Cash flow is an issue that can plague small businesses. It may be due to late-paying customers, cash tied up in inventory, or reinvesting profits back into your business. It can also be due to your profit margins being too low. And it’s this last reason we’re exploring here with advice on how to reassess your profit margins.
A breakeven analysis can help you determine the point at which your business begins to make a profit. This important exercise weighs your total business costs and overheads (fixed and variable) against your revenue to determine your breakeven point: the point where your revenue covers your outlays. And as your revenue starts to exceed your outlays you enter a cash flow positive situation, what is called net profit.
So, if your profit margins are high (good), go on to point 02. If your profits are low (bad), make your way to point 03.
If your profit margins prove to be good, but your cash flow is still stunted, then it’s time to evaluate how to improve your bottom line (a.k.a. your net income). This can be done through driving growth, diversifying products, entering new markets and creating new initiatives, such as marketing campaigns. However this too can take a toll on your costs and further affect cash flow so go forth carefully and wisely.
If your margins prove to be low, you need to find out why. It might be due to high costs or because you’re reinvesting profits back into the business, but no matter the reason decreasing expenses, streamlining operations and simply becoming a “leaner” business can help improve profit margins. The core idea of a lean business is to maximise customer value and minimise waste; or in other words, create value for customers with fewer resources. You may also consider reassessing supplier relationships, negotiating contracts and postponing big-ticket purchases.
Underpricing your services (whether you know you’re doing it or not) is a common problem for small businesses. Determining the right price to charge can be a difficult decision as small business owners weigh up opportunity and competition, underestimate their own business costs, undervalue or become afraid to raise their prices or rates. But if a customer values your product or service a price increase (or correction) should not dissuade them.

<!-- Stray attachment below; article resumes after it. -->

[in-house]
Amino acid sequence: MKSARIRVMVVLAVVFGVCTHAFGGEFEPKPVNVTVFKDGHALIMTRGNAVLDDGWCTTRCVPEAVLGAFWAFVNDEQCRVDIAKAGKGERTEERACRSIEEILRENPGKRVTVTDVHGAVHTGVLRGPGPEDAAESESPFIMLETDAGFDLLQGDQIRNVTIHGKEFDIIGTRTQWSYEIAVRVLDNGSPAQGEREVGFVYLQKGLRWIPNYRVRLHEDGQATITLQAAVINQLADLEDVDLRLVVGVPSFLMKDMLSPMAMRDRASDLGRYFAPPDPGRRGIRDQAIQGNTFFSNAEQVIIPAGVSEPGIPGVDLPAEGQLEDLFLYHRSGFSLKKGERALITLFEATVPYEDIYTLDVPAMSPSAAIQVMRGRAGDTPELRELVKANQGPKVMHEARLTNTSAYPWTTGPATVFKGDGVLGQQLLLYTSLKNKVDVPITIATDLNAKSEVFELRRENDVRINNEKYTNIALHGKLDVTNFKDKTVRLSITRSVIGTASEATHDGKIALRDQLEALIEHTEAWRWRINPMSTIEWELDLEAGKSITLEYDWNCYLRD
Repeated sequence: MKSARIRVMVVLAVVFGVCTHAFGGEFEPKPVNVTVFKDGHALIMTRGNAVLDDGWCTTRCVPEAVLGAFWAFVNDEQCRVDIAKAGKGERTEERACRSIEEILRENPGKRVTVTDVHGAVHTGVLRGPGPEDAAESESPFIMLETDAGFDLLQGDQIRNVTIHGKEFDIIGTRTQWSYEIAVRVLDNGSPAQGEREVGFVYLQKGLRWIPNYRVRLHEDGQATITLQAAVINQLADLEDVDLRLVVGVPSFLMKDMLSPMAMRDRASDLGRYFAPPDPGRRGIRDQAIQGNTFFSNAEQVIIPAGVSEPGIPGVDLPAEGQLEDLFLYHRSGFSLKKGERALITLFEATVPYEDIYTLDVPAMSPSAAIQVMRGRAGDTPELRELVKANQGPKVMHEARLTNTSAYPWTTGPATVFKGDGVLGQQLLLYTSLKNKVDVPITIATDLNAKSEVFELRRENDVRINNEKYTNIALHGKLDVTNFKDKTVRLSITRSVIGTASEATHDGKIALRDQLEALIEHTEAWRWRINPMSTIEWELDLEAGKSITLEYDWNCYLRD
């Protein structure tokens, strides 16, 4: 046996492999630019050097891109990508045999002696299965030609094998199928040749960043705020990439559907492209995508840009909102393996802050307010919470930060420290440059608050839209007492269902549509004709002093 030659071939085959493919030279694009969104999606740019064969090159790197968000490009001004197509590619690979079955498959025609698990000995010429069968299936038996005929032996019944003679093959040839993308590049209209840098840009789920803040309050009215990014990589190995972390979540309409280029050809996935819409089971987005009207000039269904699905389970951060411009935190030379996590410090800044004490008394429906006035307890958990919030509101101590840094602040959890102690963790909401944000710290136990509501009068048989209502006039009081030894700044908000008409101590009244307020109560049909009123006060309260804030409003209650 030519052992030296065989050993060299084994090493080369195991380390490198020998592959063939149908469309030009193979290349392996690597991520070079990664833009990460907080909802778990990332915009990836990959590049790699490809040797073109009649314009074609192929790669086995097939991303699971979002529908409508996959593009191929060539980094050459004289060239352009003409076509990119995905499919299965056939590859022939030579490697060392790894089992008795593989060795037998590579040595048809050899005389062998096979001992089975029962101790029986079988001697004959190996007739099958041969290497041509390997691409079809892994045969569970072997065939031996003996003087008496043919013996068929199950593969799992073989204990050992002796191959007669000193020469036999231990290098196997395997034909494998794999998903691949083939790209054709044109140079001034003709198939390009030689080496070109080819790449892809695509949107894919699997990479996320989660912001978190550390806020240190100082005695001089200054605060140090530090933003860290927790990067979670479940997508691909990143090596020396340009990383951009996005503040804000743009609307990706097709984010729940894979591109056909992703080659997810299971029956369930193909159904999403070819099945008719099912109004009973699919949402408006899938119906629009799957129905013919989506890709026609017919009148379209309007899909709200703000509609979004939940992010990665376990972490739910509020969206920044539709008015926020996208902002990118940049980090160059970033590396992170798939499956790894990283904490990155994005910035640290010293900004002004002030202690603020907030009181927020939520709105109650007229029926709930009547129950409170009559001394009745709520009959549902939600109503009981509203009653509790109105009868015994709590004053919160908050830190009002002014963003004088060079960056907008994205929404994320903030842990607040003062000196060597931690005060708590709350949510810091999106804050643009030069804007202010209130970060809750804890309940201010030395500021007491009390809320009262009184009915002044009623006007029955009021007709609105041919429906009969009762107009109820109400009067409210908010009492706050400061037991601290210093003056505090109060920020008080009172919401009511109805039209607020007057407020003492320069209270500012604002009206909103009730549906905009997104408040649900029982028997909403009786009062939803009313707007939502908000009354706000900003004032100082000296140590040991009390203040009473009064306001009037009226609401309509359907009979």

To reduce the likelihood of losing their support, ensure you have a robust value proposition (or perceived value) and a solid reputation to support your price point. Consider testing different prices in certain markets, industries or geographies to determine if and how demand is affected and to help you find the right price point.
Your business is not an island; you are in a marketplace with other businesses offering similar products and/or services (a.k.a. your competitors). If you want to raise your prices or alter your customer value, evaluate how your business, brand, product or service is distinct from your competitors: where it is now and where it could be. There might be a market to differentiate your business enough that it could be positioned at a different point in the market, which can then impact your customers, prices and market penetration.
Not everyone is attuned and skilled at improving a business’ performance, which can thereby increase profit margins. But you know who are? Women. Multiple studies (at least here, here and here) have found there is a positive correlation between the presence of women in leadership positions and a firm’s improved performance. As one study reports: “…a profitable company in which 30 per cent of the top executives are women would expect to be about 15 per cent more profitable than one in which the C suite is all male. Unprofitable companies gain even more.”
For any further information about how to reassess your profit margins and improve your cash flow, talk to the team at Parallel / Desk Space. You can also ask us for any other advice or recommendations.